The seat of Serbia’s National Assembly may well be the finest and most photogenic building in Belgrade.
Previously this home to Yugoslavia’s Parliament, and following that state’s breakup, the Parliament of Serbia and Montenegro.
Given its official purpose, access to this imposing Beaux-Arts building is restricted but you could enquire with Belgrade’s tourist board about a tour as these are organised every now and again.
The rest of the time it’s a landmark for a photo stop, either by day or illuminated at night.
No surprise that this iconic monument is also the scene for Belgrade’s New Year’s Eve celebrations.
20. White Palace
Like the National Assembly this royal palace in the upscale Dedinje neighbourhood south of the city isn’t a monument you can just turn up and visit.
But there are tours in summer, and you need only write to the tourist board before in advance to book your place.
The effort will be rewarded, and you’ll be taken by bus from the city hall to this Neo-Palladian palace from the 1930s.
The interior is enriched with Georgian antique furniture and paintings by the likes of Poussin, Veronese, Canaletto, Brueghel, Titian and many more.
There’s also an extensive library, and wonderful panoramas from the terrace.
The Crown Prince and Princess, Alexander and Katherine may even show up if they’re at home.
21. Rajko Mitić Stadium (Marakana)
Now, this isn’t an option for the faint-hearted or non-football fans.
But if you do follow the beautiful game you may have heard about the Eternal Derby between FK Partizan and Red Star Belgrade.
If you come for the fixture when Red Star host their cross-town rivals at the 55,000-capacity Rajko Mitić Stadium you’ll encounter possibly the most intense atmosphere of any football match in the world.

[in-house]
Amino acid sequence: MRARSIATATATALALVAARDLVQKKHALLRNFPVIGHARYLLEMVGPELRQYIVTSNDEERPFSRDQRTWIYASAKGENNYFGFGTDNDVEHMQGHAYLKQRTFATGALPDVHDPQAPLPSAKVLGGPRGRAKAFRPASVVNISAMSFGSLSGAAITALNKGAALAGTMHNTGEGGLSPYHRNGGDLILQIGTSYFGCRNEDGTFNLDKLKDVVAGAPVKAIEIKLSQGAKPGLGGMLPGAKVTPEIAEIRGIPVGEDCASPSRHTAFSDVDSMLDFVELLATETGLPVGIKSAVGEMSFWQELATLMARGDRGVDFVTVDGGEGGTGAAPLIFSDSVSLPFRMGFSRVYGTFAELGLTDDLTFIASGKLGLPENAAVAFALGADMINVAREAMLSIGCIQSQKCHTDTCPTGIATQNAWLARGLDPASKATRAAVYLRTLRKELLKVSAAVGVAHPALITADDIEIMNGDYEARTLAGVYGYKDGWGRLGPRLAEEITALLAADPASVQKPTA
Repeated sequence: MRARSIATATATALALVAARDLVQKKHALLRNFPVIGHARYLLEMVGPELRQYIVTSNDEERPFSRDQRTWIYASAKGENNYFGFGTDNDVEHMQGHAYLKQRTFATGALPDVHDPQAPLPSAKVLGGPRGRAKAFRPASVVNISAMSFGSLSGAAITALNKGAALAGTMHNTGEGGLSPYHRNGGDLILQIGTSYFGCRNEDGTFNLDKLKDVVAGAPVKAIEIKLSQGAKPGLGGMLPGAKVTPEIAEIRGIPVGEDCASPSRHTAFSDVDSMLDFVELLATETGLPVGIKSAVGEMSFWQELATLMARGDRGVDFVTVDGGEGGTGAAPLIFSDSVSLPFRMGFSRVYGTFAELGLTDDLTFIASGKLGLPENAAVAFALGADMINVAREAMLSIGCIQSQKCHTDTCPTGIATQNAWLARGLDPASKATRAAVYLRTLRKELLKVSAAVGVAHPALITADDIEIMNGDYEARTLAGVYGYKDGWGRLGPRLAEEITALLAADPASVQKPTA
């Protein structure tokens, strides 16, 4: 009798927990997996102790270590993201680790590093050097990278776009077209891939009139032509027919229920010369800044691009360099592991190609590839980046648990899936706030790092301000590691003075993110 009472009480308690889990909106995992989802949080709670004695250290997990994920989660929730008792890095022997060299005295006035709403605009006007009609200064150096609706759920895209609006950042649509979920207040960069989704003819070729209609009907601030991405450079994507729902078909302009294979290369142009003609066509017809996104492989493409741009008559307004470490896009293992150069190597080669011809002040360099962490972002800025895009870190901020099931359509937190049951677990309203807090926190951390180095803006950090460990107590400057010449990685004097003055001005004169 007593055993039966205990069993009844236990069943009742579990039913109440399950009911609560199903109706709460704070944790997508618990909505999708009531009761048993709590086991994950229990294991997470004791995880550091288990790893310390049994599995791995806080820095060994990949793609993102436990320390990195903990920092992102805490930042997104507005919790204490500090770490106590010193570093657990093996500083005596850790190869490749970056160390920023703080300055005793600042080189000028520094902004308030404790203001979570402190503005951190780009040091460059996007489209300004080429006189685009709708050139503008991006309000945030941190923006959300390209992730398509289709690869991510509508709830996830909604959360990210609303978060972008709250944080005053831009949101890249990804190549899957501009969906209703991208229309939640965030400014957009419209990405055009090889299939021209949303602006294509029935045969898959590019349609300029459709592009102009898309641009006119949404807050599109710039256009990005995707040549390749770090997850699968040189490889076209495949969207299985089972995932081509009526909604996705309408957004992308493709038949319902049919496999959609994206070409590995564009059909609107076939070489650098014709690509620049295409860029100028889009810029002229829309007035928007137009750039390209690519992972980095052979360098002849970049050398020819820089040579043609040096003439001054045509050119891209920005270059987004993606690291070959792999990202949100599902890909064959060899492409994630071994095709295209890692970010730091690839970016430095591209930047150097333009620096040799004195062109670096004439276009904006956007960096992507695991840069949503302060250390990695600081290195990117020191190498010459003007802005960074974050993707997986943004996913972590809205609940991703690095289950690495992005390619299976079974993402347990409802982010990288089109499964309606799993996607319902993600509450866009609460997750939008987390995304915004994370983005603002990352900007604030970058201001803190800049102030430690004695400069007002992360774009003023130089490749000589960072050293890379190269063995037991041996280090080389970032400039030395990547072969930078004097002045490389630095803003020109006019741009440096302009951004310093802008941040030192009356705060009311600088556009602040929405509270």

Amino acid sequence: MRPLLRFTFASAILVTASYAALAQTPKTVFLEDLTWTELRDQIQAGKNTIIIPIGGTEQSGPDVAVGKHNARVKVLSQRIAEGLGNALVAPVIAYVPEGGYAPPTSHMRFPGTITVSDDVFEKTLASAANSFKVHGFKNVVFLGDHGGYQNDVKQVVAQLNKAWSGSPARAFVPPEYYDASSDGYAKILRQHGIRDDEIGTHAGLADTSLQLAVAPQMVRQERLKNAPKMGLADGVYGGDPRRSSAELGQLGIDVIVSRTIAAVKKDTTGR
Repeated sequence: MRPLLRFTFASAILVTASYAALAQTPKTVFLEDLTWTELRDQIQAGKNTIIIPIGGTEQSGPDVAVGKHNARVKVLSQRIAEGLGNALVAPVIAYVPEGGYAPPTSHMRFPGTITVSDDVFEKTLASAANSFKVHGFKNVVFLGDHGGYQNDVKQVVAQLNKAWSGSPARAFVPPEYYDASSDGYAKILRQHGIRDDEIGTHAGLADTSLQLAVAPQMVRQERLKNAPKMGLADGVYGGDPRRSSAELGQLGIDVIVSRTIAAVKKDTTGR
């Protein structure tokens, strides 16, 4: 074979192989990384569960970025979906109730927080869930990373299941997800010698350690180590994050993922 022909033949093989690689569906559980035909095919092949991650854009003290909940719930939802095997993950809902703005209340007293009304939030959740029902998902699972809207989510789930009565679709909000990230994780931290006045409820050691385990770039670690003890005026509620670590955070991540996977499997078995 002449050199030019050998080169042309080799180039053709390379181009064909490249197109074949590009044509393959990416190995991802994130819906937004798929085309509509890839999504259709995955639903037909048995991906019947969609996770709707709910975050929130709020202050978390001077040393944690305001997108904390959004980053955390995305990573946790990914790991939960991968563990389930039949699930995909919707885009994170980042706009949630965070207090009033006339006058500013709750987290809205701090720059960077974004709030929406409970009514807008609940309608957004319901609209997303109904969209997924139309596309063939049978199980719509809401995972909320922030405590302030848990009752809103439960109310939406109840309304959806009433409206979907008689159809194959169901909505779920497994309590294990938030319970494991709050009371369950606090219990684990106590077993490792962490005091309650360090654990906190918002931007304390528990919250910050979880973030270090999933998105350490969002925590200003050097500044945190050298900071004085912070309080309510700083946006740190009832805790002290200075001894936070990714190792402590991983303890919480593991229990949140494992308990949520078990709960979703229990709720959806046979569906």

Buy a ticket for the east or west stand, as the North and South ends are for the hardcore fans.
Come to any other fixture for a more sedate match-day experience at Serbia’s largest football stadium, and the the home of the 1991 Champions League winners.
22. Historical Museum of Serbia
This museum on Nikola Pašić Square stages only temporary exhibitions on themes dealing with Serbia’s past.
One recent exhibitions for instance was dedicated to the 13-century prince and monk St Sava, who essentially founded the Serbian Orthodox church.
Another show recounted Serbian life during the First World War, while others have handled topics as diverse as the First Serbian Uprising at the start of the 19th century, Serbian sculpture, iconography and the trailblazing Serbian-American physicist Mijajlo Pupin.
23. Ružica Church
Against the northeast walls of the Belgrade Fortress sits the oldest church in the city.
The exact origins of the building are unknown, except that its history is a litany of demolitions and rebuilds.
The earliest mention is from the 1400s, but it was duly pulled down after the Ottoman Empire conquered Belgrade in 1521. The current building is from the 19th century (requiring a restoration after WWI) and integrates walls from the fort’s old gunpowder magazine.
The facade is clad with ivy, and the interior has some peculiar chandeliers made from First World War bayonet blades and shell casings.
24. Zeleni Venac
There are a few outdoor markets that you could seek out in Belgrade, but Zeleni Venac, known as Queen of the Markets, is the one to keep in mind.
It is the most central, foubd next to one of Belgrade’s big transport hubs and has been trading since 1847. Price-wise Zeleni Vanac is also the most competitive in the city.
Under a metallic canopy that was restored about ten years ago are scores of fruit and vegetable traders.
Saturdays are when the market thrums with lively conversation and the calls of stall-holders.
There are pekaras (bakeries) along the sides for fresh pastries like krempita, baklava, tulumbe and kadaif.
If you’re planning a night out in Belgrade, be prepared to board a splav.
These are the barges and boats that are permanently moored on the Danube and Sava rivers.
They can be floating restaurants, bars or nightclubs.
And no two splavovi are alike: Some are polished and cultivated, while others are younger and more raucous.
You can dance all night to live rock bands, pop, dance music or Serbian folk.
Or you can opt for something quieter and dine in peace beside the Danube.
In summer there’s a party on the splavovi seven days a week and you’ll see people making their way along the quay hopping from one barge to the next.